"Over 20 years ago I found out people won't believe you if they don't
want to. They won't even hear what you have to say in the first
place. But now almost 25 years later someone was interested in hearing
about my two-year stint working for my cousin Oprah and that person is
Kitty Kelley. From 1986 to 88 I was Oprah's Vice President of
Development at Harpo and most of what I had to say about her is in Miss
Kelley's paperback. But I recently remembered one story that I had
buried because it was so painful and decided to share it..."
That's how Oprah's cousin, Jo A. Baldwin, started a blog she wrote about submitting to be interview by Kitty Kelley, for the release of Kelley's book Oprah: a Biography in paperback.
Kitty Kelley explains how it came to be that months after her book was released in hardcover, Baldwin was willing to speak: "A few months later I received a call from Mrs. [Katharine Carr] Esters' daughter, Jo
A. Baldwin, who had once worked for Oprah in Chicago as V.P. of Harpo.
I had tried to interview Baldwin at the time but she would not talk. 'I
was too scared of Oprah,' she said. 'Oprah told me if I ever talked
she'd ruin me.... But I can talk to you now.' 'Why now and not then?' I asked. 'Because I now have tenure and Oprah can't take my job away from me.' "
Katharine Carr Esters, Jo's mother, talked to Kitty Kelley in the original print of the Oprah book, but once it was released, she refuted ever talking to Kelley. Kelley had this to say of the incident: "I'm not surprised, but I am disappointed that Katharine Carr Esters claims
that she was 'tricked' into divulging her true feelings about Oprah and
that she now denies that she revealed to me the identity of Oprah's
biological father. While I found her to be a strong woman with the
courage to speak her mind, I gather that she may have come under some
pressure...The facts, as supported by extensive notes from three days of
in-person, on-the-record interviews with Ms. Esters in Kosciusko, as
well as from subsequent phone interviews and correspondence, is that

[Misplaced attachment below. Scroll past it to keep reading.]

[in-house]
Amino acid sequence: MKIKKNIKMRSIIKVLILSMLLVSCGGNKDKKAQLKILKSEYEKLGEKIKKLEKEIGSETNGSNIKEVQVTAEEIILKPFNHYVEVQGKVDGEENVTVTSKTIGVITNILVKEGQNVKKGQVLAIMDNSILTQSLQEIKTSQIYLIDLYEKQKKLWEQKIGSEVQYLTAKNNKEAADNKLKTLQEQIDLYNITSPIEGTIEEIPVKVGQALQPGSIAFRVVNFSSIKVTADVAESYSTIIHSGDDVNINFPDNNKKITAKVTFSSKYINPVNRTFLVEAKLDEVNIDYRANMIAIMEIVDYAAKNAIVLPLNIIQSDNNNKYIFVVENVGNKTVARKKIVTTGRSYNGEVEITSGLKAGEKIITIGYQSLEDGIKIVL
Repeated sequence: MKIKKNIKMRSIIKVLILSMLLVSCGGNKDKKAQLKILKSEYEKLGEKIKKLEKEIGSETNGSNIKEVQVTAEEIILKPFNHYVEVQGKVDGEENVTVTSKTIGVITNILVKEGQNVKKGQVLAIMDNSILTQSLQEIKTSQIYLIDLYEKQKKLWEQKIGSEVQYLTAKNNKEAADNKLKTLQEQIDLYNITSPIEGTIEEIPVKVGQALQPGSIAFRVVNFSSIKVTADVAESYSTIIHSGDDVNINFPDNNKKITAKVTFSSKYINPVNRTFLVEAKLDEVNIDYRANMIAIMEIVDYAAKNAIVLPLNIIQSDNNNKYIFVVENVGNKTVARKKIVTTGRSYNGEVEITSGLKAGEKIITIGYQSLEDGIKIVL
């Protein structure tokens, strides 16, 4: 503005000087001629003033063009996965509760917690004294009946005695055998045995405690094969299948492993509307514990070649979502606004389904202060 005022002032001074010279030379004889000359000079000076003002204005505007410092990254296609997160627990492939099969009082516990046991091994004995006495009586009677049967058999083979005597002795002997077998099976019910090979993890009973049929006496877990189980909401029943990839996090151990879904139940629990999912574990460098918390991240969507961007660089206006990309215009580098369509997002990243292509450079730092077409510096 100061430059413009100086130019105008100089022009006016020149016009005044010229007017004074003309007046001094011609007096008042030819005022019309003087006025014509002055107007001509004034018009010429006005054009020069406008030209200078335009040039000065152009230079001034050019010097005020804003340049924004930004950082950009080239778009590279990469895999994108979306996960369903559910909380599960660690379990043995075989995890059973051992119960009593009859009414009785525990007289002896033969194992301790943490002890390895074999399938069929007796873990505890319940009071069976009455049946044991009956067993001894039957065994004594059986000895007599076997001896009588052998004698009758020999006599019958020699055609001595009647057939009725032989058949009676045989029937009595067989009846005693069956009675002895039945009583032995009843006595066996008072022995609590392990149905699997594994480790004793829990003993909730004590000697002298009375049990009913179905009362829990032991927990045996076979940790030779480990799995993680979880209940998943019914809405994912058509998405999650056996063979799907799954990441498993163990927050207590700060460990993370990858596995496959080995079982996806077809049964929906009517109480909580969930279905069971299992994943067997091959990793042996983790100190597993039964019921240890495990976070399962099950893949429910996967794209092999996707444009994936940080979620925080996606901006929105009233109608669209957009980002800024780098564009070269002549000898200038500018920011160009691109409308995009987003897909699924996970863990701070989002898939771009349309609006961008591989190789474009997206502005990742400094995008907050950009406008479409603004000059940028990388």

Ms. Esters was both forthcoming and candid in sharing with me her
conflicted feelings about Oprah and in revealing to me the identity of
Oprah's biological father, which I promised her I would not divulge in
my book." Esters seemed to be on more-than-friendly terms with Kelley, even so much as to give her a signed copy of her self-published memoir Jay Bird Creek with the inscription "To Katherine Kelley, an angel in disguise." Jo Baldwin, later, corroborates Kelley's story: "I know now that you wrote the truth when you wrote about mom telling
you the name of Oprah's real father. My son, Conrad, [who
lives with Mrs. Esters], told me he heard mom say it."
So, finally, Jo Baldwin, tenure in place, decided to talk to Kitty Kelley, biographer of rich-and-famous, and what she did divulge, was golden. Baldwin tells a story of how her grandmother, on her deathbed, willed her granddaughter to have a signed Tiffany lamp, which was later to be valued at $65,000, as well as several pieces of jewelry.
Cut to many years later. Baldwin is now working for Oprah, as Vice President of Development at Harpo. Baldwin describes working for Oprah: "The first year I worked for her was exciting. I traveled with her,
wrote the core of her speeches because she was best when improvising,
and advised her on what to say and not say. She listened to me but
ended up doing what she wanted most of the time. I got a lot of
exposure, which she didn't like, so the second year she practically
ended my traveling with her and doing things in her office in Chicago. The second year I mainly worked out of my house in Milwaukee." Oprah only payed her $1200 a month for her work.
"She had given me a mink coat and Stedman's old Mercedes I thought as
gifts, but I found out she had counted them as cash income and that she
wasn't paying my taxes but that I was supposed to take the taxes out of
the $1200 a month. So I asked her for a raise to pay the taxes but she
said she wasn't giving anybody a raise that year. That's when I
learned another valuable lesson. When you're naïve after a certain
age, you get punished for it. Shortly after that she fired me with no
notice sending me a check for $5,000 severance pay. I used the money
to relocate because she had already started having parties and
celebrations in Milwaukee and inviting everybody but me, so I moved out
of state." That is what Baldwin had to say about her crossing paths with Oprah, and finally getting fired for it.
Eventually, Baldwin got a call from the IRS saying that she owed $9,000 in back taxes for the time she worked for Oprah. She had a job, but she didn't have enough money to pay the debt, so she asked her mother, Katharine Carr Esters, for money. But, struggling to make ends meet in Mississippi, she had no money to spare for her daughter. That is when Jo Baldwin made the tough decision to sell her grandmother's Tiffany lamp, that was willed to her on her grandmother's deathbed. She got $16,500 for the lamp, and was able to pay the taxes, but she says "it took me years to get over hearing about how she gives millions of
dollars away to people she doesn't even know and wouldn't give me a
raise for the work I did for her so I wouldn't have to sell my lamp."
The true closer of the situation came in a conversation she had with Oprah a while later: "To this day I don't know how she found out I no longer have the lamp,
but in a conversation I had with her about my novel--that she lied and
said she never read--she had the nerve to say I was just upset with her
about losing the Tiffany. If she only knew what I know, she'd do differently."